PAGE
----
Here you can ask questions and find or give answers to organizational, academic and other questions about studying computer science.

769 questions

886 answers

1.3k comments

424 users

0 votes
I am a bit confused about the restrictions in CTL and LTL formulas, i know in CTL a path quantifier must always occur before a temporal operator, is there any other restriction other than that for CTL ?

For LTL it says no path quantifier, but this formula AG(a ∧ ¬b) is valid in LTL and A is a path quantifier.

Can you please give me examples and mention the restrictions of CTL and LTL
in * TF "Emb. Sys. and Rob." by (790 points)

1 Answer

0 votes
 
Best answer

Yes, in CTL, temporal operators and path quantifiers always occur in pairs, i.e. EX, EG, EF, E[. SU .], E[. WU .],E[. SB .], E[. WB .], AX, AG, AF, A[. SU .], A[. WU .],A[. SB .], A[. WB .]. That is the restriction for a CTL* formula to become a CTL formula.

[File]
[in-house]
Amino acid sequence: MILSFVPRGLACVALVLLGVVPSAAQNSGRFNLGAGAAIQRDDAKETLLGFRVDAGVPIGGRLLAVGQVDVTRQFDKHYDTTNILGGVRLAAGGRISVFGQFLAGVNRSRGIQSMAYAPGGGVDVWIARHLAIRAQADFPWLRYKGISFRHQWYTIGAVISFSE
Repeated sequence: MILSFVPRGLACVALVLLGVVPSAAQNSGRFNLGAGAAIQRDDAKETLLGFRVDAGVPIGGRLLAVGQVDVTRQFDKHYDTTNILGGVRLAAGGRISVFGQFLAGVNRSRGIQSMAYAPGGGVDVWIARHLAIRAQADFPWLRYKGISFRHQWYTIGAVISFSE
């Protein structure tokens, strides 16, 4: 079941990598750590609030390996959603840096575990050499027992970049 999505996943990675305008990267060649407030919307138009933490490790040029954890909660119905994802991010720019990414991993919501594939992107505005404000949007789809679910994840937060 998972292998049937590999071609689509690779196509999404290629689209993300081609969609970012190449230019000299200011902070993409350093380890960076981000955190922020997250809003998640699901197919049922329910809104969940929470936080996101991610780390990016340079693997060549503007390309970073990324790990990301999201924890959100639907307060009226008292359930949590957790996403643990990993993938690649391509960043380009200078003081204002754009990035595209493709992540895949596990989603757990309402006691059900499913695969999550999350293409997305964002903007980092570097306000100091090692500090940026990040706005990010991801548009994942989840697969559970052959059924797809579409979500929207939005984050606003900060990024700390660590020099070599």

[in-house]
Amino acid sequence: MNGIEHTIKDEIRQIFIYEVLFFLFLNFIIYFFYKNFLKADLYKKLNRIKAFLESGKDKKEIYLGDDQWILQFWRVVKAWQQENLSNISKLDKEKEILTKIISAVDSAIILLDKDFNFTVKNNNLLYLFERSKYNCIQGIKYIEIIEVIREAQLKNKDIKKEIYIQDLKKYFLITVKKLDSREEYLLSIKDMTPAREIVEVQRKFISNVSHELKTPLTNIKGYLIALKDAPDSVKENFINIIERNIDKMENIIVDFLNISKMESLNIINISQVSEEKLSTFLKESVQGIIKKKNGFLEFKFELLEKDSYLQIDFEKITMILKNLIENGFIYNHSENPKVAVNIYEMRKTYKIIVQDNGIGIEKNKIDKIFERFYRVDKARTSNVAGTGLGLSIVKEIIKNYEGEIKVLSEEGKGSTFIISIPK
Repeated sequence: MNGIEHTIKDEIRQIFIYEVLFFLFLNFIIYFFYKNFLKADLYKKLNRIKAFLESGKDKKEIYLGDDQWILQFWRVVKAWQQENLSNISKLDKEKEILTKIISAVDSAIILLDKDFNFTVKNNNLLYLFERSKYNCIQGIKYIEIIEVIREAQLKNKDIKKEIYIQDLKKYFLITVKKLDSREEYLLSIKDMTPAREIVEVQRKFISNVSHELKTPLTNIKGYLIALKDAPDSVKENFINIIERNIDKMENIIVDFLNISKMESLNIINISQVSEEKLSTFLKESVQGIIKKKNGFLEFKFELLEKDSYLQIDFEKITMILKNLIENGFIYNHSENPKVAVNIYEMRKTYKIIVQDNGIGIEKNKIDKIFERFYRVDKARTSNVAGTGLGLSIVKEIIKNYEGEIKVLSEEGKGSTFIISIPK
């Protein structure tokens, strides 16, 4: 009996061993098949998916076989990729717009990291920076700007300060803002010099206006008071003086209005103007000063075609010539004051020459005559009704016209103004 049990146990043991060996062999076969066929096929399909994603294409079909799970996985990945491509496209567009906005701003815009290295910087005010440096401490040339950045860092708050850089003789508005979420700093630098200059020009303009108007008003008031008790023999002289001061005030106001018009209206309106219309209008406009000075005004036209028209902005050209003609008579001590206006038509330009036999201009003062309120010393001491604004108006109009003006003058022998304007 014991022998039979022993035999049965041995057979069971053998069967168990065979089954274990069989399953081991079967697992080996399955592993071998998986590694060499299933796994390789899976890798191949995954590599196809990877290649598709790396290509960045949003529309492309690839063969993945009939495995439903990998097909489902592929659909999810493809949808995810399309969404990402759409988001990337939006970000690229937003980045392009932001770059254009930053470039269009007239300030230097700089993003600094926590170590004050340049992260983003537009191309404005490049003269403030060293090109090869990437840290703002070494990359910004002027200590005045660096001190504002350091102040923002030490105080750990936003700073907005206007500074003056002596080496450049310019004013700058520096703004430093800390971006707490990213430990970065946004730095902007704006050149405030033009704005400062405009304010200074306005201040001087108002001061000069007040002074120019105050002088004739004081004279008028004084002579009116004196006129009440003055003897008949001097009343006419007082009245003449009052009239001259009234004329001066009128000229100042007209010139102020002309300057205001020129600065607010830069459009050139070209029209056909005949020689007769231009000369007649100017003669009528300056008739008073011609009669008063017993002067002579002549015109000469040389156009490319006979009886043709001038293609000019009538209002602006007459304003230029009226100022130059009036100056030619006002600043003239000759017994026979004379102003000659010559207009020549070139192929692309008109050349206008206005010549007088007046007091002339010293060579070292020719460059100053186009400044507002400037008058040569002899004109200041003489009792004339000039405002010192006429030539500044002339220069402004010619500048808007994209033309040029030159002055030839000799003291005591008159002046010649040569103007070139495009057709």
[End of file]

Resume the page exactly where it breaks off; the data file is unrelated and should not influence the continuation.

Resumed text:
Concerning LTL, we consider formulas of the form A phi where phi does not contain any path quantifier. Hence, AG(a ∧ ¬b) is a LTL formula since there is no path quantifier in a ∧ ¬b.

However, AG(a ∧ ¬b) is  not valid: Validity means that the formula should hold on every Kripke structure. 

There is not much more to say about the syntactical restrictions of CTL and LTL. That is the simple part. It is much more difficult to check whether a given formula could be rewritten to an equivalent CTL or LTL formula.

by (117k points)
edited by

Related questions

Imprint | Privacy Policy
...